PPG promotes the use of positive operant and respondent training methods, both personally and professionally, and holds that all training should be conducted in a manner that encourages pets to enjoy the process, which will, in turn, lead them to become more confident and well-adjusted pets. PPG members optimize the use of applied behavior analysis to systematically identify and resolve problem behaviors using the least aversive and intrusive methods, tools and equipment. Further, both PPG and its members actively recommend against the use of any training tools and equipment whose purpose and/or intent is to interrupt or redirect behavior using fear, force or pain.
One of PPG’s key missions is to build an international coalition of competent and ethical pet professional service providers that can create widespread industry transparency regarding the use and purpose of commercially available pet training and care tools and equipment.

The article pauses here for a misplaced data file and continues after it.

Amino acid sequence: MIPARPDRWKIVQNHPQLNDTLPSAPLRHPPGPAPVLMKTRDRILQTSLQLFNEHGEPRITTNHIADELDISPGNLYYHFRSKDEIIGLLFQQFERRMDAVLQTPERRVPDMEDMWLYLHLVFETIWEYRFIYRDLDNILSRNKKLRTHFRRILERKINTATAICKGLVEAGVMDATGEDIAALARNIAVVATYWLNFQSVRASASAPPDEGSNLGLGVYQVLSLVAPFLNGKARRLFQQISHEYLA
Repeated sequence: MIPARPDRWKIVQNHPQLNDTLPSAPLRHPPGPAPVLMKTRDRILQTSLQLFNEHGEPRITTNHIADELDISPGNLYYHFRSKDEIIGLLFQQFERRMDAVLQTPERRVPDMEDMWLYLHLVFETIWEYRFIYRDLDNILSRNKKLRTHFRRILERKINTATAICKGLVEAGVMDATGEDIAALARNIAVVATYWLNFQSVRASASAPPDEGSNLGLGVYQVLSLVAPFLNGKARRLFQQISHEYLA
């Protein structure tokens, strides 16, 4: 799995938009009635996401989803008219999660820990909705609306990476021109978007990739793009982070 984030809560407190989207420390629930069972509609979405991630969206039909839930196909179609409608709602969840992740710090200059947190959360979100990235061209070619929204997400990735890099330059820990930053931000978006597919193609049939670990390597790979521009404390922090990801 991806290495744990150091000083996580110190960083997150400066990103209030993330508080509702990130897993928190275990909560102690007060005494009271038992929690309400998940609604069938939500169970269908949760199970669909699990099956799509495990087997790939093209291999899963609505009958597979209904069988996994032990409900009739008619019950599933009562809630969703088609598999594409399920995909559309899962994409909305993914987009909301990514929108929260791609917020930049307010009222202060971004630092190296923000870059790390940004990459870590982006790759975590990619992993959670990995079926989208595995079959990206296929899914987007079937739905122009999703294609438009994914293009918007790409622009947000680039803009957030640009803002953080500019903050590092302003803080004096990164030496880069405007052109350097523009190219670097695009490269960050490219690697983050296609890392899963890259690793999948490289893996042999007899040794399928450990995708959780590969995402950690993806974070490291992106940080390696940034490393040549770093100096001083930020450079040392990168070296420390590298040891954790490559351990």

Note: PPG recognizes that no definition can be so expansive and explicit that every possible situation is addressed. This applies universally, perhaps most obviously in the US legal system, where very often courts cannot agree on a single interpretation of what terms and definitions mean, including physical force. Recognizing this, PPG considers, both in the context of its Guiding Principles and as a general framework, physical force to mean any intentional physical act against a pet that causes psychological or physical pain, harm or damage.
While PPG encourages its members to employ professional autonomy in their businesses, this is nevertheless conducted in line with a professional code of practice, i.e. the aforementioned Guiding Principles. As a governing body, PPG endeavors to promote scientifically researched methods of training and behavior modification that are the least intrusive and most effective, both to its members and the pet-owning community at large.